WSU Tree Fruit Research & Extension Center

Pear Entomology

Monday, March 25, 2019



Lacewing - Chrysoperla spp.

Lacewing Gallery

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Lacewings are important beneficial predators in the pear orchard. Eggs are laid on the ends of stalks, arranged in V-shaped rows. The stalks keep the young from cannibalizing their brethren upon hatching. The larvæ are voracious eaters, equipped with tusklike clampers and capable of rapid movement. Each larva will eat 200 or more pests or pest eggs during their 2-3 week development. After attaining sufficient bulk, they fold into a prepupal position and spin a tough fibrous cocoon. The adults emerge after 7-10 days, and may survive up to six weeks depending on local conditions.



Anthocorid Gallery

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Anthocorids, also known as Pirate Bugs, are abundant predators in pear orchards. They are polyphagous, willing to dine on psylla eggs and nymphs, aphids, thrips, young scales, and spider mites. They are not too dainty to try human flesh, either, and can inflict a painful bite. Anthocorids will occasionally probe plant tissue with their beaks, but this does not appear to cause damage.
These predators overwinter as adults in protected crevices. In the spring, the females lay eggs on leaves or buds. The larvæ are a vivid red-orange color. There are five larval instars and three generations per year.



Spider Gallery

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All spiders are predatory, which makes them excellent biological control agents. The spiders pictured here were all found in pear orchards. Some spiders build webs, others scuttle about and chase down their prey.
Spiders, like mites and scorpions, have eight legs. They generally have eight eyes, and their cheliceræ are modified as poison-injecting fangs. Although some spiders do not construct webs, all possess spinnerets and can make silk.
Apparently, spider diversity is such that an arachnologist needs to dissect the genitals of a particular individual in order to identify the species. As with most of the animals pictured on this site, these spiders are still alive and were released after their photo session. Needless to say, their genitals were not dissected (by us, anyway) and their special identities remain tantalizingly mysterious.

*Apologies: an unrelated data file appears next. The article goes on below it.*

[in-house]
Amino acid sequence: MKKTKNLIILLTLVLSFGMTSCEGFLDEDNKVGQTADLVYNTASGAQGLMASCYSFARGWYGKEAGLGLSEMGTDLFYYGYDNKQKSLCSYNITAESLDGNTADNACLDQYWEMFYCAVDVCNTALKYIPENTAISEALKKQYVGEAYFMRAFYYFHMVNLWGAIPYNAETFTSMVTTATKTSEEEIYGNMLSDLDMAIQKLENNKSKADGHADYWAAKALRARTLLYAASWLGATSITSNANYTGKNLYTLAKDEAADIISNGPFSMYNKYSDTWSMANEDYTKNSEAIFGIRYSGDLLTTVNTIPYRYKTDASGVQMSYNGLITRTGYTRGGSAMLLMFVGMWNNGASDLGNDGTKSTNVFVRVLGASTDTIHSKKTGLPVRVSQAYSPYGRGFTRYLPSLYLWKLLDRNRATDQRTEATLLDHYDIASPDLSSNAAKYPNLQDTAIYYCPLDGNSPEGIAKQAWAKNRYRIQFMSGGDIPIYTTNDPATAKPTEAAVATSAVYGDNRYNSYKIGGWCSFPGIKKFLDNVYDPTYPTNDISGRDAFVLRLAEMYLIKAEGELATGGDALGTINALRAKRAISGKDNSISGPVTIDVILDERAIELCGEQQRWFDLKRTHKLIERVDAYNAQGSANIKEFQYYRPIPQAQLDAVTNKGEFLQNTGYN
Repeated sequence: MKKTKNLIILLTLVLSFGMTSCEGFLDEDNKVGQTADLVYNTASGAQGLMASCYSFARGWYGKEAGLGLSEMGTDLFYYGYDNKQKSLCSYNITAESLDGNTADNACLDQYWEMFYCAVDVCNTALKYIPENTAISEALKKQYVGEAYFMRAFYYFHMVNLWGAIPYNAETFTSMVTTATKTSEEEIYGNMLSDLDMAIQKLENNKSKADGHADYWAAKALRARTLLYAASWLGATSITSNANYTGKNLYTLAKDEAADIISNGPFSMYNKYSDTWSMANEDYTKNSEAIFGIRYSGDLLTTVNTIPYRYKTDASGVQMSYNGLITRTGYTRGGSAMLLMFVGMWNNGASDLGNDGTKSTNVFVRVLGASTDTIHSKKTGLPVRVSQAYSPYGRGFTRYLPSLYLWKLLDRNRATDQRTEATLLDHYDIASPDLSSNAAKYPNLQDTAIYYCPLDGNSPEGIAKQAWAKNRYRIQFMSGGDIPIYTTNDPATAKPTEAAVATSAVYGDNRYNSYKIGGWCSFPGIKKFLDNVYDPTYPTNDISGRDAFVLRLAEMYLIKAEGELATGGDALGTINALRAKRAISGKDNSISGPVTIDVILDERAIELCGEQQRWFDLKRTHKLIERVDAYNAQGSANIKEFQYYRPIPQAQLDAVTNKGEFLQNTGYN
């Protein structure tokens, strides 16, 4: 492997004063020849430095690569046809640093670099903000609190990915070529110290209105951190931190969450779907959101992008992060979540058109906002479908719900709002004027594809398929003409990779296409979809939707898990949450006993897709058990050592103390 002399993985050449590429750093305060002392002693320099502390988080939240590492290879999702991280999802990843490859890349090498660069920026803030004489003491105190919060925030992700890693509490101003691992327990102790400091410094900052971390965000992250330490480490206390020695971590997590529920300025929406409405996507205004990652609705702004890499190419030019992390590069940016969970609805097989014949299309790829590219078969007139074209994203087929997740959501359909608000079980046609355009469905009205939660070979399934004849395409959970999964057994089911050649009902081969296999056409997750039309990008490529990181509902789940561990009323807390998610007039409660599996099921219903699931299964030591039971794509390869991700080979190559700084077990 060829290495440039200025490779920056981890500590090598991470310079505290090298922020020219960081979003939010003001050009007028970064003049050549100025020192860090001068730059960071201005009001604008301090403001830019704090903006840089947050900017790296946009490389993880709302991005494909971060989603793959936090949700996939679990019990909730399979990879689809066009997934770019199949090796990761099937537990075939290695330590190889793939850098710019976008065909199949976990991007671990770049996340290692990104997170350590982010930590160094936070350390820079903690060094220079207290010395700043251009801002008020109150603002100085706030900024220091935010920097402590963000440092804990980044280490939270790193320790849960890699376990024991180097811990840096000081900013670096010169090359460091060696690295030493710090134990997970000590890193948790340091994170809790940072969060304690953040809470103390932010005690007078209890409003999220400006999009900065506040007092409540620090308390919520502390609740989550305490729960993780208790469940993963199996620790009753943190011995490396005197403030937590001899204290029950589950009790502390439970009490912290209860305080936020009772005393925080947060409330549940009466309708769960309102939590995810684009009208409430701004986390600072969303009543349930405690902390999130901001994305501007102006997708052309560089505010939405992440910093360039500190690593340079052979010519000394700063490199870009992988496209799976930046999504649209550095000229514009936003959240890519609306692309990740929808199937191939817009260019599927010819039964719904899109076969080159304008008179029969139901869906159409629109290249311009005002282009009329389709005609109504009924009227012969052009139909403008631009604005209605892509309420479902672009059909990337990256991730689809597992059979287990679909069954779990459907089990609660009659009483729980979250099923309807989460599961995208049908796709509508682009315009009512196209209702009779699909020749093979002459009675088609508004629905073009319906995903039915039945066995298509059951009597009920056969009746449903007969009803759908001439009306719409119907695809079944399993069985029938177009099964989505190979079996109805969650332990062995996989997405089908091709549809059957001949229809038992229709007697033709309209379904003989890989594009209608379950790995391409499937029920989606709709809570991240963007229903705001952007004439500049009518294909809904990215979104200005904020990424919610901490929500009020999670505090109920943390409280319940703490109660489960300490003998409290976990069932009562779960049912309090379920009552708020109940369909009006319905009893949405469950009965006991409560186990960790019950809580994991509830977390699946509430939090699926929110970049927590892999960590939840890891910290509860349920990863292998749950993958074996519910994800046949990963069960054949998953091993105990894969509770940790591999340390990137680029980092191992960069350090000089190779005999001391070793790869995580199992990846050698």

Mirid Gallery

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Campyloma verbasci
is a generalist predator of pear orchard pests. It eats pear psylla as well as mites and aphids. It is also known to cause damage to apples. Adults and nymphs are predacious, but may feed on fruit (causing cosmetic damage to skin of fruit) if available prey are reduced to very low numbers. Campyloma is commonly known as a Mullein Plant Bug, and can be found in most pome fruit growing regions of the northern U.S. and southern Canada.

Deræocoris laricicola
are generalist predators of plant-feeding insects and mites. The nymphs are light-to-mottled gray and oblong. The adults are dark and thick-shelled, with coppery or creamy highlights on the wing-covers. They do not have ocelli. Their name means "thick-hided."


Predatory Mites

Predatory Mite Gallery

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Typhlodromus occidentalis
The Western Predatory Mite is an important control agent of pest mites. It is white, slightly flattened, and pear-shaped, and moves at high speed. It is a benefactor of pears, plums, apples, peaches and cherries. The eggs are pear-shaped and translucent. The larvæ are six-legged but all other stages have eight legs. T. occidentalis feeds on tetranychid mites, blister mites, rust mites, European red mites, and even other beneficials when phytophagous prey is scarce.

T. occidentalis is highly susceptible to permethrin, methomyl, and esfenvalerate. Refer to Insecticide Selectivity Guide in Beers, E.H., Brunner, J.F., Willett, M.J., and Warner, G.M. (Eds.) (1993) Orchard Pest Management: A Resource Book for the Pacific Northwest, page 226 for more information.


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